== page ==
This magical shortcut is called "Search the Menus" and is accessible in Chrome via the Alt + / on a Windows PC or the Command + / keystrokes on a Mac. This shortcut will instantly open the "Help" dropdown and place the cursor in the search field, (see screenshot below).


From here, you can start typing a keyword for what you want to accomplish, and rather than searching the Google Docs FAQs, it searches all of the menu commands from within Docs itself and lists them! In this way, by just typing what you want to do with keywords, you can accomplish a lot without bothering to access any of the actual menu commands. This makes it very easy to quickly change fonts, apply paragraph formatting, insert special characters, run a spell check, and a ton more!


The next time you are hoping to save time in Docs, remember the "Search the Menu" shortcut and you will be doing much more without clicking around or any extra effort other than explaining what you want to do!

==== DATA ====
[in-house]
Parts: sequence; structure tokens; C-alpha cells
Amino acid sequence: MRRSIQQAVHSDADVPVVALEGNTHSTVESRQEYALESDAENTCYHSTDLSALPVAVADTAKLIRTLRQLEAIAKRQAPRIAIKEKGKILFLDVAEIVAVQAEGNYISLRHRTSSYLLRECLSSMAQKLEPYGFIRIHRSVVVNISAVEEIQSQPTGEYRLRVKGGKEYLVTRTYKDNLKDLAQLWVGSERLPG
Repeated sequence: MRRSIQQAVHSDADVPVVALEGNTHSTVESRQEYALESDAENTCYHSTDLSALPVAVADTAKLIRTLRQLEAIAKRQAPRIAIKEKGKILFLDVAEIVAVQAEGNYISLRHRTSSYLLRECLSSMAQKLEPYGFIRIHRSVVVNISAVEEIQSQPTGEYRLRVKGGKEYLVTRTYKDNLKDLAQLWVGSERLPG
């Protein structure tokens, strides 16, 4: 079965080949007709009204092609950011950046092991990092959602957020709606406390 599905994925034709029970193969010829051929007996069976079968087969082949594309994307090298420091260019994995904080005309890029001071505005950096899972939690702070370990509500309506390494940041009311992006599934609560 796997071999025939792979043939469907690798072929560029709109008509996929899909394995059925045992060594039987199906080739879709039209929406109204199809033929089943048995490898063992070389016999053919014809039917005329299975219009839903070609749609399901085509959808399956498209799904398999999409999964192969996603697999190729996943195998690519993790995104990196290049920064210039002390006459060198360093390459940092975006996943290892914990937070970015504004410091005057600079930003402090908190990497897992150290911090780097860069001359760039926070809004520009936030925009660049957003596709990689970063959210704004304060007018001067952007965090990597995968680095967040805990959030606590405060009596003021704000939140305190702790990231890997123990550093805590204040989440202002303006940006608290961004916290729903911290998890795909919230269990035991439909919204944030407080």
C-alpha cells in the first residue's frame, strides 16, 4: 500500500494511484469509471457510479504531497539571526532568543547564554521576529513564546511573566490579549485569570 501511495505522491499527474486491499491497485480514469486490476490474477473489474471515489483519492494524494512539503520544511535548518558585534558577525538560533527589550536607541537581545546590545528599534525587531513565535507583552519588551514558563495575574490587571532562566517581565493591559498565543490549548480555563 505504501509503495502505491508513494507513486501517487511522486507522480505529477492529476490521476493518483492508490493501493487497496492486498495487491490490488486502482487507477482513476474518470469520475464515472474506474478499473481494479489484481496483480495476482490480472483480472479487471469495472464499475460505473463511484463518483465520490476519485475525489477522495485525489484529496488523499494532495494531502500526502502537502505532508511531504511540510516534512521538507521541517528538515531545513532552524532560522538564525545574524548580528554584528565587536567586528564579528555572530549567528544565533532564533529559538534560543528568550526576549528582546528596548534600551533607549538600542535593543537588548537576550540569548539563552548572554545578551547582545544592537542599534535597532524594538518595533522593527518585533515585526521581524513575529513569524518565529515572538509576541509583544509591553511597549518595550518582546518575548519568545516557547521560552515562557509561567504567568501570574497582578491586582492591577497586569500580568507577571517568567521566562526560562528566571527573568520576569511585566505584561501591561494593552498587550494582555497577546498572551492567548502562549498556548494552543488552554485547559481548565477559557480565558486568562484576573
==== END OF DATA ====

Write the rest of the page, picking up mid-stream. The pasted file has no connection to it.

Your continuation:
Web 2.0 Tools for Teachers
 
iTunes Content for Your Classroom

Are you are looking for a creative way to incorporate and engage your students with video? If so, EDpuzzle is a fantastic tool to consider for the job.
 
Once a teacher signs up for this free web service, they can use a simple video editor to edit any video they have access to or can find online. Teachers can add audio-notes and questions to their video and then assign the video to their students to watch. As they watch, students are answer the questions and the teacher can see how they fared. There are even apps for mobile devices to make the service work on the go for students & teachers alike. For a unique video tool to engage your students, EDpuzzle is worth a look!
Visit EDPuzzle
   
 
STEAM Channel (Video)
UCTV

The STEAM Channel is a hub for educators, industry leaders, policy makers and students looking for research and best practices in integrating arts into traditional STEM education.This series of videos features short talks, demonstrations, and documentaries that showcase the value of adding the arts to any STEM curriculum in grades K-12. Take a look today to what STEAM activities you can might want to try in your own classroom!
Visit on iTunes
The New Hartford Tech Spotlight is a monthly informational e-mail newsletter published for all faculty and staff of the New Hartford Central School District by Mike Amante & James Davis. If you wish to contribute to or inquire about the newsletter, please visit here.